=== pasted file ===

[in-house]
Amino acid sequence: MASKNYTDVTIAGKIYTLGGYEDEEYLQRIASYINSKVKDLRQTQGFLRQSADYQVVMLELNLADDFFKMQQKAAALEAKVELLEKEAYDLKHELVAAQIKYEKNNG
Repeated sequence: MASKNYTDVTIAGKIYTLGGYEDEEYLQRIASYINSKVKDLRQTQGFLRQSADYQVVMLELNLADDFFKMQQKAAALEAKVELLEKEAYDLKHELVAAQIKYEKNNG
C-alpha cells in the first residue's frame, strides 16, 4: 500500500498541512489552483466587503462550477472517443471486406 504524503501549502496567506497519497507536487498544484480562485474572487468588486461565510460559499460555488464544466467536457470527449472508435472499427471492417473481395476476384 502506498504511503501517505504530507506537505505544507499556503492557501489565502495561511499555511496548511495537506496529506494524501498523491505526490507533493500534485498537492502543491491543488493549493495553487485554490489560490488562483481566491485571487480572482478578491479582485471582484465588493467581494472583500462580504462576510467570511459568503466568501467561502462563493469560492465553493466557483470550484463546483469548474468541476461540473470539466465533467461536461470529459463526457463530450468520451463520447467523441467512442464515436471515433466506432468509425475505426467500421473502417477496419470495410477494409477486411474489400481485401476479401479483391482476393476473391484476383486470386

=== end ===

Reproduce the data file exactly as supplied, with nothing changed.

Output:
[in-house]
Amino acid sequence: MASKNYTDVTIAGKIYTLGGYEDEEYLQRIASYINSKVKDLRQTQGFLRQSADYQVVMLELNLADDFFKMQQKAAALEAKVELLEKEAYDLKHELVAAQIKYEKNNG
Repeated sequence: MASKNYTDVTIAGKIYTLGGYEDEEYLQRIASYINSKVKDLRQTQGFLRQSADYQVVMLELNLADDFFKMQQKAAALEAKVELLEKEAYDLKHELVAAQIKYEKNNG
C-alpha cells in the first residue's frame, strides 16, 4: 500500500498541512489552483466587503462550477472517443471486406 504524503501549502496567506497519497507536487498544484480562485474572487468588486461565510460559499460555488464544466467536457470527449472508435472499427471492417473481395476476384 502506498504511503501517505504530507506537505505544507499556503492557501489565502495561511499555511496548511495537506496529506494524501498523491505526490507533493500534485498537492502543491491543488493549493495553487485554490489560490488562483481566491485571487480572482478578491479582485471582484465588493467581494472583500462580504462576510467570511459568503466568501467561502462563493469560492465553493466557483470550484463546483469548474468541476461540473470539466465533467461536461470529459463526457463530450468520451463520447467523441467512442464515436471515433466506432468509425475505426467500421473502417477496419470495410477494409477486411474489400481485401476479401479483391482476393476473391484476383486470386